The demand for highly skilled and educated workers continues to be one of the most pressing long-term workforce issues facing the country.
Numerous research agencies have identified increasing postsecondary credentials among the labor force as a national imperative. In my own region of Pittsburgh, for instance, labor forecasts predict a potential shortfall of 80,000 workers by 2025 due to baby boomer retirements and new job growth.
Nonetheless, my year on the College Readiness Commission of the American Association of Community Colleges (AACC) has left me encouraged by the focus, energy and collective efforts of the many national thought-leaders, professional associations, community colleges and states involved in workforce development efforts. What it has reinforced for me is that community colleges must collaborate more closely with business and industry partners and with secondary schools to address gaps in interest, awareness and preparedness among underserved communities — to find ways to creatively engage, inform and empower potential workers to become aware of and compete for today’s and tomorrow’s jobs.
This article comes from the AACC 21st-Century Center.
Such promising practices as El Paso Community College’s Dual Enrollment Summit program, Bellevue College’s Career Connected Learning program and Heartland Community College’s college and career readiness program powerfully demonstrate the importance of being intentional in cultivating relationships among the education sector, workforce and economic development agencies, and small and large businesses. Such collaboration is central to a region’s ability to meet its workforce development needs.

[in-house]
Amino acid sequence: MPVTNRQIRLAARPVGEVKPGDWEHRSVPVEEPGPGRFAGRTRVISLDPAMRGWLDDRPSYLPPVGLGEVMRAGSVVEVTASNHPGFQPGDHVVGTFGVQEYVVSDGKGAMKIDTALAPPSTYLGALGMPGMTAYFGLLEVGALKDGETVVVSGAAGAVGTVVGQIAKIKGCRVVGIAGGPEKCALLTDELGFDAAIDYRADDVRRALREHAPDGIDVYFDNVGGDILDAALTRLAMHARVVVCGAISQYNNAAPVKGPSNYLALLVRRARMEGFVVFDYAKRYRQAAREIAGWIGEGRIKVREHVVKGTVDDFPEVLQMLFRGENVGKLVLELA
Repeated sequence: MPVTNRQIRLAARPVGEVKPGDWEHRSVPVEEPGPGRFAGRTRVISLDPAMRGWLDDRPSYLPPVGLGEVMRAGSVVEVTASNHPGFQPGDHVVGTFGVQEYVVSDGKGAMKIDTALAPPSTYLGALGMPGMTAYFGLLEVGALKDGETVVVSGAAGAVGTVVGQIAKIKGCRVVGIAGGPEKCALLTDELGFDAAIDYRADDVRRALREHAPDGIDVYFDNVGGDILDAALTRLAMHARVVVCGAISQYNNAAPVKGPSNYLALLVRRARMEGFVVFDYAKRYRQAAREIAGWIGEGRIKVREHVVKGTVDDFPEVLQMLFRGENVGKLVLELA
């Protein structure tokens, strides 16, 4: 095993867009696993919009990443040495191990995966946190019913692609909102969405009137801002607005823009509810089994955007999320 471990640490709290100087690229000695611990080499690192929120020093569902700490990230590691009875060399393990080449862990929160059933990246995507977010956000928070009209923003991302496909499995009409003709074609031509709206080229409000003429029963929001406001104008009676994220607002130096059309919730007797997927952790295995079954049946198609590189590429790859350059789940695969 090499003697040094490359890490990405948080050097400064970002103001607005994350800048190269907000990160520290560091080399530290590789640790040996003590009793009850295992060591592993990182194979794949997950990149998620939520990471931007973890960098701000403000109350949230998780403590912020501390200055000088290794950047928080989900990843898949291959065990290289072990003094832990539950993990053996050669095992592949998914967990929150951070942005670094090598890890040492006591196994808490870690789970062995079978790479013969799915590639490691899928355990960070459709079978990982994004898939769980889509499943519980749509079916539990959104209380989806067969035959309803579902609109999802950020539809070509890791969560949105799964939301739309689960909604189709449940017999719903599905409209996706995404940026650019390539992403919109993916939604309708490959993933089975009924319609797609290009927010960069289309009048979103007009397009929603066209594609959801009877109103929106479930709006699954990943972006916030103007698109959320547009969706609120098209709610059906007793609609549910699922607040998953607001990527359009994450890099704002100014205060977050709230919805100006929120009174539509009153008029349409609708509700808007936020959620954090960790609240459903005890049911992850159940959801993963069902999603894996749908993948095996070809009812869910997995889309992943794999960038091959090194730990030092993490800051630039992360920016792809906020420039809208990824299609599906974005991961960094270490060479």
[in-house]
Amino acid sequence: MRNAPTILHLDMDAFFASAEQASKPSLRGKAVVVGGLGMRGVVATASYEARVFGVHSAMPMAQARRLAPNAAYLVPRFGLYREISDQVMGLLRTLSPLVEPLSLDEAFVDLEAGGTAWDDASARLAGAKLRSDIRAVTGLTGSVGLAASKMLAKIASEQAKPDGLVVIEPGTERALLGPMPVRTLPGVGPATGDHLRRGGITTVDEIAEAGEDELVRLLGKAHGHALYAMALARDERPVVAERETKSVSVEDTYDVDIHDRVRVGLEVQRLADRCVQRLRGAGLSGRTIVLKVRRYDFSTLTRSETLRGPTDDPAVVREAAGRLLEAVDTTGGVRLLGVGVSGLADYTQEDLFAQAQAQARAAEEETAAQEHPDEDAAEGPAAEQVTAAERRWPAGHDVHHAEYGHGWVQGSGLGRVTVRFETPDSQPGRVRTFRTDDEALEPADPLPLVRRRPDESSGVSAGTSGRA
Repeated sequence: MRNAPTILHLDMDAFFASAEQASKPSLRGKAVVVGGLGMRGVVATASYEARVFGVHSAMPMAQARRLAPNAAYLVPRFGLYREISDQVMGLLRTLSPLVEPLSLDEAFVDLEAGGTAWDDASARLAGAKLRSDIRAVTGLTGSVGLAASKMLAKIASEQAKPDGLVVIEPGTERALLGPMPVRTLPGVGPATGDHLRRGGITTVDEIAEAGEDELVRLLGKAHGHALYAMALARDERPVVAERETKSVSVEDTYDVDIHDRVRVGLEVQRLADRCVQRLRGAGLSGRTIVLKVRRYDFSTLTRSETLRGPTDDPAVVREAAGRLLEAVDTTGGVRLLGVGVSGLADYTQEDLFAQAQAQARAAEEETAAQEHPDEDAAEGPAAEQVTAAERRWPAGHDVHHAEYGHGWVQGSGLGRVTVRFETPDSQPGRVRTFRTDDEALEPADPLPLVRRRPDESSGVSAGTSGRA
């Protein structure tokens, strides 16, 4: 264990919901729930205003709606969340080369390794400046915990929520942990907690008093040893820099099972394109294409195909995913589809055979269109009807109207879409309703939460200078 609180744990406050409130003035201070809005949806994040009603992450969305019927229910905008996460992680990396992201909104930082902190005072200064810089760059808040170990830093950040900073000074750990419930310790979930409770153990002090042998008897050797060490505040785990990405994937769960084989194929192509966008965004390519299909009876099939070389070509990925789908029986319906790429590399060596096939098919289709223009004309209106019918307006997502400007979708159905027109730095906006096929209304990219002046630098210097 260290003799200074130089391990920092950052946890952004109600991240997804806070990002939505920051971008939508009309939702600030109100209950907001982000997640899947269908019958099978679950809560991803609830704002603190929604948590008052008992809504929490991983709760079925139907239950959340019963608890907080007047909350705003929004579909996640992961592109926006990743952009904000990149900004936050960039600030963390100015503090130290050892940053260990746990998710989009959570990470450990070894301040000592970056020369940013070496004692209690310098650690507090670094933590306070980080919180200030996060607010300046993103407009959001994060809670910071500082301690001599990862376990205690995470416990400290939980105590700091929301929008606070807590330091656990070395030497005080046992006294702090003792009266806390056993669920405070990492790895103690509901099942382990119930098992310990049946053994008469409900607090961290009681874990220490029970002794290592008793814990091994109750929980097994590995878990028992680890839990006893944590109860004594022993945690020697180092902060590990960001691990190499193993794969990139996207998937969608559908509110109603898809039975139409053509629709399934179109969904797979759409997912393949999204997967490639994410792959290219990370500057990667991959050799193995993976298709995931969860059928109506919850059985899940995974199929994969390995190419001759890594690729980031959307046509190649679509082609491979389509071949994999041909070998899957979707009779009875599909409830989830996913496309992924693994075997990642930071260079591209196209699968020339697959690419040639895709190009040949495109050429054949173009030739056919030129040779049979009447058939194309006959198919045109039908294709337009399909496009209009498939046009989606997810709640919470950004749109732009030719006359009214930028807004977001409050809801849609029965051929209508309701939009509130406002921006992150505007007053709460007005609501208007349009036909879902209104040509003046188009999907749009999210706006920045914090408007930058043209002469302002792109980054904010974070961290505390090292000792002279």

At Community College of Allegheny County (CCAC), under the dynamic leadership of President Quintin Bullock, we have actively worked to build mutually beneficial partnerships with a wide spectrum of regional organizations with which we share an aligned interest in increasing the skill level and credentials of our region’s existing and future workforce.
The most visible example of this engagement is CCAC’s current plans for a 90,000-square-foot, high-tech collaborative workforce training facility that will house occupational cluster programs in such high-demand fields as advanced manufacturing, information technology, health care and culinary arts. This new facility and the ongoing curriculum development are a result of an intensive planning process informed both by labor market research data and the active participation of local business and industry leaders that we systematically engaged via one-on-one meetings, benchmarking site visits and focus groups.
One consequence of this active engagement was the realization that, despite decades of cooperation within the same geographic region, various stakeholders’ awareness of our respective roles, services and needs was limited or had become outdated. After jointly exploring creative ways to partner in a more systemic and sustainable fashion, our college is now working more closely with our regional economic and workforce agency and Chamber of Commerce to conduct joint focus group and awareness building sessions with business and industry leaders to better understand their current and projected workforce needs. These efforts will ensure that our curriculum will remain market-relevant and responsive to evolving needs within the labor market and allow us to more proactively engage, inform and empower prospective workers within the K-12 sector and current workforce.
My experience on the AACC taskforce and in my own institutional setting have renewed my confidence that community colleges will continue to find effective strategies to cultivate mutually beneficial collaboration with key external partners to expand the pipeline of available labor talent.